More than 20 people were killed in a Russian attack on a train station in the Ukrainian city of Chaplin

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As Ukrainians marked the 31st anniversary of their country’s break from the Soviet Union with a somber parade in Kyiv on Wednesday, Russia launched a deadly missile attack on a train station in a city 300 miles southeast, killing at least 22 people and wounding dozens. said.

The strike rocked Chaplin, population 3,700, after Ukrainian President Volodymyr Zelensky warned days earlier that Russia might do “something particularly brutal” this week to mar Ukraine’s highest national holiday, Independence Day. Details of the blast came late that evening, but Zelensky and one of his deputies said four rockets hit the station, damaged a utility building and destroyed train cars.

“Chaplain is our pain today,” Zelensky said in his evening speech, vowing revenge on Russia. “We will definitely hold the aggressors accountable for whatever they have done. And we will expel the invaders from our land.

Ukraine is preparing for strikes in the capital and other major cities on Wednesday, the six-month anniversary of Russia’s invasion. The contours of the conflict have changed drastically since Moscow’s troops entered the country on February 24, hoping to oust the government in short order. Instead, the war has become a costly, fast-moving affair as Kiev has bolstered international support and attracted unprecedented arms aid from the West.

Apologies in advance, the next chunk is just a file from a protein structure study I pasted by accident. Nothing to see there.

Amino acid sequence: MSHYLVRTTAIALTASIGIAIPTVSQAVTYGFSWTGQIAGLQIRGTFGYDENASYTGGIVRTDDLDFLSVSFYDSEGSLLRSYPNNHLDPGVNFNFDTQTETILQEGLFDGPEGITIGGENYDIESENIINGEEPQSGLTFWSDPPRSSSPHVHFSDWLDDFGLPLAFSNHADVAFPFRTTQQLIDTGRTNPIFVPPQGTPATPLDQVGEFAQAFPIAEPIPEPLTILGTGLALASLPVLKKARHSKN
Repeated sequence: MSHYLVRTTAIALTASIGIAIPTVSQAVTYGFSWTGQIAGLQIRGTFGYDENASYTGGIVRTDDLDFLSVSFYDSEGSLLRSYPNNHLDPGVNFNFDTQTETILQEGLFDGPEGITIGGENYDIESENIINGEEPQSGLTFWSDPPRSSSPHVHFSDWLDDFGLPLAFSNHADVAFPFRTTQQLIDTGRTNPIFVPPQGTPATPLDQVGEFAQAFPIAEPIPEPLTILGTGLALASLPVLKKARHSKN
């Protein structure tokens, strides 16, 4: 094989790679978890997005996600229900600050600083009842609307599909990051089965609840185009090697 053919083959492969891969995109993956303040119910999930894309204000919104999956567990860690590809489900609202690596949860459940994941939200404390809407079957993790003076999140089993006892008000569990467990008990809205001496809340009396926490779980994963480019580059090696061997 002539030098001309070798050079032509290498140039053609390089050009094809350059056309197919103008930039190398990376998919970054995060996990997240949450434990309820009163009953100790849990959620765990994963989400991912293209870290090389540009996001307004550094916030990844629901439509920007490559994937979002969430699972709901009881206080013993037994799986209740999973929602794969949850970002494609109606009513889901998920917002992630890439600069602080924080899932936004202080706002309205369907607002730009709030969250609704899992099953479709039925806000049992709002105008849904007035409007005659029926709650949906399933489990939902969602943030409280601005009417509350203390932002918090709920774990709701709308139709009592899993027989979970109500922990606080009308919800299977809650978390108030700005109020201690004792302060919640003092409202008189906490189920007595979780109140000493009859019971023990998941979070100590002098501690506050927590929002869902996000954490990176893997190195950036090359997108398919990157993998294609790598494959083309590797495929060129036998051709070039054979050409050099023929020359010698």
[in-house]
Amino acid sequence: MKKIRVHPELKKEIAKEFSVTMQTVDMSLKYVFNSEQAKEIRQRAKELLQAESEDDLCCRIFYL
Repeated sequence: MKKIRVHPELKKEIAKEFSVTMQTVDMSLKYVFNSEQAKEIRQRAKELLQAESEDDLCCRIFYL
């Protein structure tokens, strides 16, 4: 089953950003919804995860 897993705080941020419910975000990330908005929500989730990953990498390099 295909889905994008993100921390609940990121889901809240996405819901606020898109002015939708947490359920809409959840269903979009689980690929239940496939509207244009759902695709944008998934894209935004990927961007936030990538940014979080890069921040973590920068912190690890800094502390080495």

Although the attack on Chaplain in a rural area of ​​Dnipropetrovsk region was less catastrophic than those initial fears, the death toll was significant – one of the worst attacks on a civilian base in recent weeks. It underscores the targeting of Russia’s transport infrastructure, a strategy to disrupt weapons supply routes, but one that has killed scores of bystanders.

At least 50 people were killed and nearly 100 injured in April shelling of a train station in the Donetsk Oblast city of Kramatorsk, which has become a transportation hub. A scene of carnage and mayhem.

UN News of the Chaplin attacks emerged shortly before Zelensky appeared at a meeting of the Security Council. Addressing a room full of diplomats, including representatives of Russia, Zelensky condemned the latest round of shelling.

“It’s our life every day,” he said. “This is how Russia prepared for this UN meeting.”

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Search and rescue teams were still sifting through the wreckage at the train station late Wednesday evening, and the death toll could rise, Zelensky said. The president initially said 50 people were injured, but an estimate by the deputy head of his office, Kirill Tymoshenko, put the number at about two dozen.

Tymoshenko said An earlier strike in the city flattened a resident’s house, leaving a woman and two children trapped under the rubble. One of the children, an 11-year-old boy, was killed, he said.

Four rockets landed at the train station and set fire to five passenger cars a few hours later, Tymoshenko said. Photographs Published Trains burned and melted down, nearby vehicles exploded, and buildings were reduced to bricks and broken wood by the Ukrainian military on social media.

In Kiev, authorities banned mass gatherings and air raid sirens sounded throughout. Communities around Dnipro and eastern Donbas region reported strikes throughout the day.

But Zelensky did not resist, promising in his speech that evening that Ukrainians would “pave the way for our victory.”

Sammy Westfall and David Stern contributed to this report.

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